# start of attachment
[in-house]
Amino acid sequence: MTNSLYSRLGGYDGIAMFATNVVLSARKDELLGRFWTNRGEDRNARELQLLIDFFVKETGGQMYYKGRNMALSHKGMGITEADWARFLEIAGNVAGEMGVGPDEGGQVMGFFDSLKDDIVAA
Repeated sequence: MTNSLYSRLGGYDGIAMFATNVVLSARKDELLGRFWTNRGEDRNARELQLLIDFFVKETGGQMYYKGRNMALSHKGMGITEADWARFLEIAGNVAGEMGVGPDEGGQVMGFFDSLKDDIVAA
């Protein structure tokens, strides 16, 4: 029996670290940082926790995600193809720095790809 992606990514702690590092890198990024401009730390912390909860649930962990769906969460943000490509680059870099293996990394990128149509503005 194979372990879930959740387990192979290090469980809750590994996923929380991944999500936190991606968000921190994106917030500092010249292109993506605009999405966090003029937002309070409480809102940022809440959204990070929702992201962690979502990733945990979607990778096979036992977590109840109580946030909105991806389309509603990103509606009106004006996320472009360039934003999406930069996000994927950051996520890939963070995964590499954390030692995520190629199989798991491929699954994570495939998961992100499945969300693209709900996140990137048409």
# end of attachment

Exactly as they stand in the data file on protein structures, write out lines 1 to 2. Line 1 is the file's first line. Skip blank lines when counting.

[in-house]
Amino acid sequence: MTNSLYSRLGGYDGIAMFATNVVLSARKDELLGRFWTNRGEDRNARELQLLIDFFVKETGGQMYYKGRNMALSHKGMGITEADWARFLEIAGNVAGEMGVGPDEGGQVMGFFDSLKDDIVAA